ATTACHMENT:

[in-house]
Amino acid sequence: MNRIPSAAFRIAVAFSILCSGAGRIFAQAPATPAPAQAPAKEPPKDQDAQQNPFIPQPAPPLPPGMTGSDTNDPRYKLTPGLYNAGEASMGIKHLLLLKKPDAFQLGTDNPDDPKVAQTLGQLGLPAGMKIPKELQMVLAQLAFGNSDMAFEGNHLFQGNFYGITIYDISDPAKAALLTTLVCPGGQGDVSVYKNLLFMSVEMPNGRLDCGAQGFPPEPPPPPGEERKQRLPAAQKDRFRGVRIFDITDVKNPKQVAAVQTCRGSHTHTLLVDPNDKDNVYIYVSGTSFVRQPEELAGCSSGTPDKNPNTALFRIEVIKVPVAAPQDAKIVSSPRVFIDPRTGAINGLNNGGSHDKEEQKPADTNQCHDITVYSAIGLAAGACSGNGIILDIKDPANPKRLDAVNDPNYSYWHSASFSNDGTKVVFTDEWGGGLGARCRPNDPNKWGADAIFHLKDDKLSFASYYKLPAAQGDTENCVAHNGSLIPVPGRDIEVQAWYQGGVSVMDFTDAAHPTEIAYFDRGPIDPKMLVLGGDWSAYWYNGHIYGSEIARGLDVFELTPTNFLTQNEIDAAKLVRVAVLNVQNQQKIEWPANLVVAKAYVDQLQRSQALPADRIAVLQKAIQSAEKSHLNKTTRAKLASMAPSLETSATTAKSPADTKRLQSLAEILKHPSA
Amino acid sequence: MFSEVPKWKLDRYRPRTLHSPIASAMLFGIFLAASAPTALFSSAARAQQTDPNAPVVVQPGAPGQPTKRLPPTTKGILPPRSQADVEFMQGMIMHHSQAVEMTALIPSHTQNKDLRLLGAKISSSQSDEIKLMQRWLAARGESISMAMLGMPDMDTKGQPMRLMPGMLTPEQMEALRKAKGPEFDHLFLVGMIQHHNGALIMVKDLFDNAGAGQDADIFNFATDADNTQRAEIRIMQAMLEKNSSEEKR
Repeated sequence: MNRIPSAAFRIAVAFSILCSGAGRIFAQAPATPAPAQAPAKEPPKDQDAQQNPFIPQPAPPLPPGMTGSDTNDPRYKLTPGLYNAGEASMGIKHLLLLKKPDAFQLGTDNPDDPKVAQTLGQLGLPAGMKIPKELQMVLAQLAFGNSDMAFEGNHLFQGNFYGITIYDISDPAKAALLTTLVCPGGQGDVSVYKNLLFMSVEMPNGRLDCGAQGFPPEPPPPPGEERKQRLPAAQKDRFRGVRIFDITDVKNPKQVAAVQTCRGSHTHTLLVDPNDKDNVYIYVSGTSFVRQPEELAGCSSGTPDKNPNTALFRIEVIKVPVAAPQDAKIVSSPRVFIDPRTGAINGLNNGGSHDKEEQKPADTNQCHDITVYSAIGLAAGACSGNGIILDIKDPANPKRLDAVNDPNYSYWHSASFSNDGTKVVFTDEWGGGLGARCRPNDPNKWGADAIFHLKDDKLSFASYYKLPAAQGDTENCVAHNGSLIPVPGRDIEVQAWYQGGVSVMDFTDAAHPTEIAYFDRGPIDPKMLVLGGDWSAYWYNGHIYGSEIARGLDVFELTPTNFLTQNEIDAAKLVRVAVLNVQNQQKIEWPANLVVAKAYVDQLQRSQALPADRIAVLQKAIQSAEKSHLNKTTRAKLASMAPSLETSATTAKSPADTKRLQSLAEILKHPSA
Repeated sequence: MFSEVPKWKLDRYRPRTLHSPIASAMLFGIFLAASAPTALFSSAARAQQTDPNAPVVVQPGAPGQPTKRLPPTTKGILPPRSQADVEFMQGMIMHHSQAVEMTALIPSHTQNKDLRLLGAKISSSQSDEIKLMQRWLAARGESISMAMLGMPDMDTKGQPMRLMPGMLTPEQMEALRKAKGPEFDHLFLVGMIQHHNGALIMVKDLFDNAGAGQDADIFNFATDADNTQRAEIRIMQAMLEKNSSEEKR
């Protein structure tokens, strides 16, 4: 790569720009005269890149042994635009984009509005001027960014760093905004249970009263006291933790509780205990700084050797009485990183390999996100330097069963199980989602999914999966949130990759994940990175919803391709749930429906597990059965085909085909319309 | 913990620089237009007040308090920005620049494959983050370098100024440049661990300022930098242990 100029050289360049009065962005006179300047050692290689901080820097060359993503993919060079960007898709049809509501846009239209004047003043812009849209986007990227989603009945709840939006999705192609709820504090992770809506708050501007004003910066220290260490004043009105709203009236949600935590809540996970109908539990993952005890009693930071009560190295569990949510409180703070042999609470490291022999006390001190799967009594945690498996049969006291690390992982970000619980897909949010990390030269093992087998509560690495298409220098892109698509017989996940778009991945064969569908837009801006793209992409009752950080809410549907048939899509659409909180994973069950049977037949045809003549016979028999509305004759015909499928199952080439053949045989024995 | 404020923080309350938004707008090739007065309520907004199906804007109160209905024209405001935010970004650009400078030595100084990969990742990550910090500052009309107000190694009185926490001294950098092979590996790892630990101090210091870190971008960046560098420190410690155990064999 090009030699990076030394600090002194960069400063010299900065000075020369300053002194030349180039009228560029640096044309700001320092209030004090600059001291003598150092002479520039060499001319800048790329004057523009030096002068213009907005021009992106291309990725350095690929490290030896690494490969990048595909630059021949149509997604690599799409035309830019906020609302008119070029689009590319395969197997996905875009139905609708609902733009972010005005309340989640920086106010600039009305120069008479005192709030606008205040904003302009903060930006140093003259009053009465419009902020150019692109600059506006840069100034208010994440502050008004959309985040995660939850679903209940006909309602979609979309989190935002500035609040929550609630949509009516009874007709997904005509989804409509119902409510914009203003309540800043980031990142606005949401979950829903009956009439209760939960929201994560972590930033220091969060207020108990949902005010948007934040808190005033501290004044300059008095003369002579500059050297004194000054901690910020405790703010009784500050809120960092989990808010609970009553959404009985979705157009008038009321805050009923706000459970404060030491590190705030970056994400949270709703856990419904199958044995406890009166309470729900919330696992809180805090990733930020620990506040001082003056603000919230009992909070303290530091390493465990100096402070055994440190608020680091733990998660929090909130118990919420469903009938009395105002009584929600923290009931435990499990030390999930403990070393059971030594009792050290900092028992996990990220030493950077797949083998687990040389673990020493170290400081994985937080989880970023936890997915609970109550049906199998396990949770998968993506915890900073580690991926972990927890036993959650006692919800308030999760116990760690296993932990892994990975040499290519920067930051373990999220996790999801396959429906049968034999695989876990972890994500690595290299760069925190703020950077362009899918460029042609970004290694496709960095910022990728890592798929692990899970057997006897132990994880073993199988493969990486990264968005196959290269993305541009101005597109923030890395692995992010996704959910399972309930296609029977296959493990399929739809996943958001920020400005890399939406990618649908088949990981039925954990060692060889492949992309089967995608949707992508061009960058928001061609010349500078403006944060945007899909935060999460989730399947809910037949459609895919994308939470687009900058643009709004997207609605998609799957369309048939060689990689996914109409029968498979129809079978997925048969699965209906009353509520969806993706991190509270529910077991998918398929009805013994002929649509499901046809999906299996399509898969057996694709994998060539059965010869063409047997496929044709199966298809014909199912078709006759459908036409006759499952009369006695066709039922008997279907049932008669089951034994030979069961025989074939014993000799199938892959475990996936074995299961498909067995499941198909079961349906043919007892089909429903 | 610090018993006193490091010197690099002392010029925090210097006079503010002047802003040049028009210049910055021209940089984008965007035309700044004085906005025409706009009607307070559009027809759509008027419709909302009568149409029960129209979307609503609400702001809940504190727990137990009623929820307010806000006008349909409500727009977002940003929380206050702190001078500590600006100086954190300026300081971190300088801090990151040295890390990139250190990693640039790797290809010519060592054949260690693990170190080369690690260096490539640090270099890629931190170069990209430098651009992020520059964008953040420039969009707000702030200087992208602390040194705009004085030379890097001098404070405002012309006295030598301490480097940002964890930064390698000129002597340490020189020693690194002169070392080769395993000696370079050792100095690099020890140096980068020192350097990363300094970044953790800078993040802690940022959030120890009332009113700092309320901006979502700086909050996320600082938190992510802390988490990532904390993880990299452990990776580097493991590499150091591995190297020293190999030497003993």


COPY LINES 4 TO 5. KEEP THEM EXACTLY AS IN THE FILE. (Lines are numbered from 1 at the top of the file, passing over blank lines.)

Repeated sequence: MNRIPSAAFRIAVAFSILCSGAGRIFAQAPATPAPAQAPAKEPPKDQDAQQNPFIPQPAPPLPPGMTGSDTNDPRYKLTPGLYNAGEASMGIKHLLLLKKPDAFQLGTDNPDDPKVAQTLGQLGLPAGMKIPKELQMVLAQLAFGNSDMAFEGNHLFQGNFYGITIYDISDPAKAALLTTLVCPGGQGDVSVYKNLLFMSVEMPNGRLDCGAQGFPPEPPPPPGEERKQRLPAAQKDRFRGVRIFDITDVKNPKQVAAVQTCRGSHTHTLLVDPNDKDNVYIYVSGTSFVRQPEELAGCSSGTPDKNPNTALFRIEVIKVPVAAPQDAKIVSSPRVFIDPRTGAINGLNNGGSHDKEEQKPADTNQCHDITVYSAIGLAAGACSGNGIILDIKDPANPKRLDAVNDPNYSYWHSASFSNDGTKVVFTDEWGGGLGARCRPNDPNKWGADAIFHLKDDKLSFASYYKLPAAQGDTENCVAHNGSLIPVPGRDIEVQAWYQGGVSVMDFTDAAHPTEIAYFDRGPIDPKMLVLGGDWSAYWYNGHIYGSEIARGLDVFELTPTNFLTQNEIDAAKLVRVAVLNVQNQQKIEWPANLVVAKAYVDQLQRSQALPADRIAVLQKAIQSAEKSHLNKTTRAKLASMAPSLETSATTAKSPADTKRLQSLAEILKHPSA
Repeated sequence: MFSEVPKWKLDRYRPRTLHSPIASAMLFGIFLAASAPTALFSSAARAQQTDPNAPVVVQPGAPGQPTKRLPPTTKGILPPRSQADVEFMQGMIMHHSQAVEMTALIPSHTQNKDLRLLGAKISSSQSDEIKLMQRWLAARGESISMAMLGMPDMDTKGQPMRLMPGMLTPEQMEALRKAKGPEFDHLFLVGMIQHHNGALIMVKDLFDNAGAGQDADIFNFATDADNTQRAEIRIMQAMLEKNSSEEKR